Offer to discuss Saudi initiative comes after Merkel urges Middle East progress.
The talks were the first since the two men agreed during a visit from the US secretary of state last month to hold meet every two weeks.
Ahead of the meeting both sides played down hopes of a significant breakthrough, saying it was important simply that the two sides were talking.
“Let us respect all religions, civilizations and people that were originated from the Middle East,….and let’s drive for respectable, long lasting and fair solution.”
Miri Eisen, Olmert’s spokewoman, said afterwards: “It was a positive meeting, part of the ongoing dialogue which helps build confidence between the Israeli and Palestinian leadership.”
“They talked a bit about the political horizon,” Eisin said, citing “economic ideas that can be implemented”.
She added that “final-status” issues were not raised in the first half of the session, also attended by Israel’s defence and foreign ministers and Abbas aides.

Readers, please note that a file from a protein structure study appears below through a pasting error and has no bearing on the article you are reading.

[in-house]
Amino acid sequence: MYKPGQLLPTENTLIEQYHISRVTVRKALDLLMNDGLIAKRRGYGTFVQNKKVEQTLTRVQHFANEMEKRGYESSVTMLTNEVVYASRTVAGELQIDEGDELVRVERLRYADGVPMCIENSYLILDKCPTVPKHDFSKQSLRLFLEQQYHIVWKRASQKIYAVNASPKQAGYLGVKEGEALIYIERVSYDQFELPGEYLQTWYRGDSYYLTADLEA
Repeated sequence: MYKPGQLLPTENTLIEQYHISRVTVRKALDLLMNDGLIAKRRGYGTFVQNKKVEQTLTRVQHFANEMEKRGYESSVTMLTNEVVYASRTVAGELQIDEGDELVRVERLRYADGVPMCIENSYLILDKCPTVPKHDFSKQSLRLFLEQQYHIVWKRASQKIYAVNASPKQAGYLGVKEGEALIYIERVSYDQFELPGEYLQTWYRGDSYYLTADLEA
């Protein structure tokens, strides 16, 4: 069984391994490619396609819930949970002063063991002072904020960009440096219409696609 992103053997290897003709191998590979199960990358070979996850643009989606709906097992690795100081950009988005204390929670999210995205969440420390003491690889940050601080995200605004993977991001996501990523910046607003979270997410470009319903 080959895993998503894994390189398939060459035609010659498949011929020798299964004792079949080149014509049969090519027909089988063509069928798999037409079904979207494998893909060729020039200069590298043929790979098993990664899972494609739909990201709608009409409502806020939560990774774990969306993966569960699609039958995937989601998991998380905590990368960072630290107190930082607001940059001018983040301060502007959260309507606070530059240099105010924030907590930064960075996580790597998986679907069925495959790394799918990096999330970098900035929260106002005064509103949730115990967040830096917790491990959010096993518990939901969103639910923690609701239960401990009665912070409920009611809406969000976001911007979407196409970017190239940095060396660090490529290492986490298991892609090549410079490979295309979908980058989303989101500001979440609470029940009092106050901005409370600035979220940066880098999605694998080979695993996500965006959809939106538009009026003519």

Olmert did not disclose what he and Abbas discussed in an hour-long private talk.
Saeb Erekat, a senior adviser to Abbas, said: “This meeting is only the beginning. I don’t think that one meeting can solve all the problems … or[reach] the political horizon.”
On the eve of the meeting, Fawzi Barhoum, a Hamas spokesman, had dismissed it as “useless” and a “photo opportunity”.
Ahead of the meeting, Olmert told his weekly cabinet meeting that Israel was ready to talk to Arab nations about their peace plan for the region.
“We are ready to hold talks with any combination of Arab states on their ideas and I would be glad to hear their ideas on the Saudi initiative,” he said.
“I’ll be glad to hear their ideas and for them to listen to ours,” he added. “I hope there will be a chance for such meetings.”
An Arab League summit last month revived a proposal which offers Israel peace and normal ties with Arab countries in exchange for withdrawing from land occupied during the 1967 Six Day War, allowing the creation of a Palestinian state and the return of refugees.
Israel, which initially rejected the plan when it was first unveiled in 2002, has said recently it could provide a basis for talks, provided there are amendments to the refugee issue – something the Arab states have refused.
An Arab League committee of 13 foreign ministers will meet in Cairo on Wednesday to talk about setting up several working groups to promote the 2002 Arab initiative.